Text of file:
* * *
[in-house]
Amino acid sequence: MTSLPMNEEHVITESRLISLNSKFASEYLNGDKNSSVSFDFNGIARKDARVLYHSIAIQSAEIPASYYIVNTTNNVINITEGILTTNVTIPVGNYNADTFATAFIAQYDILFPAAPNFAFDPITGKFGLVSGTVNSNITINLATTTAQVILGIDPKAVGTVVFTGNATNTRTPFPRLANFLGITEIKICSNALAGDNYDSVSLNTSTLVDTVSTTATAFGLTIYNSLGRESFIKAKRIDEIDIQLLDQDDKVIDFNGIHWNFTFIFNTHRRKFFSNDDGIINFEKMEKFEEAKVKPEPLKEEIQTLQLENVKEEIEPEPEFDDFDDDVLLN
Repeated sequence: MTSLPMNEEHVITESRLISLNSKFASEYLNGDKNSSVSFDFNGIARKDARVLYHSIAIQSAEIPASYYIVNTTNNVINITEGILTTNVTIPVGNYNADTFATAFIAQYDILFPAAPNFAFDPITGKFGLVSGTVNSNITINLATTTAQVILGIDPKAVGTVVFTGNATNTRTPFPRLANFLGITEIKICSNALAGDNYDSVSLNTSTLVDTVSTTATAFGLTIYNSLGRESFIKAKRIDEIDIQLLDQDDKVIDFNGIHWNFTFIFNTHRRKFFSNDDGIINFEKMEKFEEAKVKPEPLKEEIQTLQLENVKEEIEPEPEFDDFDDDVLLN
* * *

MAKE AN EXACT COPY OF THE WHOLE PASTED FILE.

[in-house]
Amino acid sequence: MTSLPMNEEHVITESRLISLNSKFASEYLNGDKNSSVSFDFNGIARKDARVLYHSIAIQSAEIPASYYIVNTTNNVINITEGILTTNVTIPVGNYNADTFATAFIAQYDILFPAAPNFAFDPITGKFGLVSGTVNSNITINLATTTAQVILGIDPKAVGTVVFTGNATNTRTPFPRLANFLGITEIKICSNALAGDNYDSVSLNTSTLVDTVSTTATAFGLTIYNSLGRESFIKAKRIDEIDIQLLDQDDKVIDFNGIHWNFTFIFNTHRRKFFSNDDGIINFEKMEKFEEAKVKPEPLKEEIQTLQLENVKEEIEPEPEFDDFDDDVLLN
Repeated sequence: MTSLPMNEEHVITESRLISLNSKFASEYLNGDKNSSVSFDFNGIARKDARVLYHSIAIQSAEIPASYYIVNTTNNVINITEGILTTNVTIPVGNYNADTFATAFIAQYDILFPAAPNFAFDPITGKFGLVSGTVNSNITINLATTTAQVILGIDPKAVGTVVFTGNATNTRTPFPRLANFLGITEIKICSNALAGDNYDSVSLNTSTLVDTVSTTATAFGLTIYNSLGRESFIKAKRIDEIDIQLLDQDDKVIDFNGIHWNFTFIFNTHRRKFFSNDDGIINFEKMEKFEEAKVKPEPLKEEIQTLQLENVKEEIEPEPEFDDFDDDVLLN